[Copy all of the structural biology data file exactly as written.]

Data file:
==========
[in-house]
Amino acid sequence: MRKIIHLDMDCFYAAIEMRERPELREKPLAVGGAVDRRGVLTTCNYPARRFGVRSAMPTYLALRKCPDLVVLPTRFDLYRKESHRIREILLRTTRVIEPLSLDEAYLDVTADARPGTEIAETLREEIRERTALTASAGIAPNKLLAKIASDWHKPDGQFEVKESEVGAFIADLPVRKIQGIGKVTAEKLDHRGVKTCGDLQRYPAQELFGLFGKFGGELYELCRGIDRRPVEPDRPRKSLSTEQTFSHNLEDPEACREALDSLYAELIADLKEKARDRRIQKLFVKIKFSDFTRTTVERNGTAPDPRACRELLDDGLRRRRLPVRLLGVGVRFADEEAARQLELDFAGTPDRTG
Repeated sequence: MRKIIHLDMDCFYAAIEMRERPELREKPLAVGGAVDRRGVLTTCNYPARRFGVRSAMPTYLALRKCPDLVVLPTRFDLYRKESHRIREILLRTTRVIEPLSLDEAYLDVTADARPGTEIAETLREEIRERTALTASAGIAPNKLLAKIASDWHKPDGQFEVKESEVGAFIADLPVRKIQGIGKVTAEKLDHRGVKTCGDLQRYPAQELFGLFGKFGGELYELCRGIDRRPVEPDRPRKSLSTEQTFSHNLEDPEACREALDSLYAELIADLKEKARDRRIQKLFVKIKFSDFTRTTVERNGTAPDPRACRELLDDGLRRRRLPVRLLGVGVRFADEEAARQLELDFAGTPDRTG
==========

[in-house]
Amino acid sequence: MRKIIHLDMDCFYAAIEMRERPELREKPLAVGGAVDRRGVLTTCNYPARRFGVRSAMPTYLALRKCPDLVVLPTRFDLYRKESHRIREILLRTTRVIEPLSLDEAYLDVTADARPGTEIAETLREEIRERTALTASAGIAPNKLLAKIASDWHKPDGQFEVKESEVGAFIADLPVRKIQGIGKVTAEKLDHRGVKTCGDLQRYPAQELFGLFGKFGGELYELCRGIDRRPVEPDRPRKSLSTEQTFSHNLEDPEACREALDSLYAELIADLKEKARDRRIQKLFVKIKFSDFTRTTVERNGTAPDPRACRELLDDGLRRRRLPVRLLGVGVRFADEEAARQLELDFAGTPDRTG
Repeated sequence: MRKIIHLDMDCFYAAIEMRERPELREKPLAVGGAVDRRGVLTTCNYPARRFGVRSAMPTYLALRKCPDLVVLPTRFDLYRKESHRIREILLRTTRVIEPLSLDEAYLDVTADARPGTEIAETLREEIRERTALTASAGIAPNKLLAKIASDWHKPDGQFEVKESEVGAFIADLPVRKIQGIGKVTAEKLDHRGVKTCGDLQRYPAQELFGLFGKFGGELYELCRGIDRRPVEPDRPRKSLSTEQTFSHNLEDPEACREALDSLYAELIADLKEKARDRRIQKLFVKIKFSDFTRTTVERNGTAPDPRACRELLDDGLRRRRLPVRLLGVGVRFADEEAARQLELDFAGTPDRTG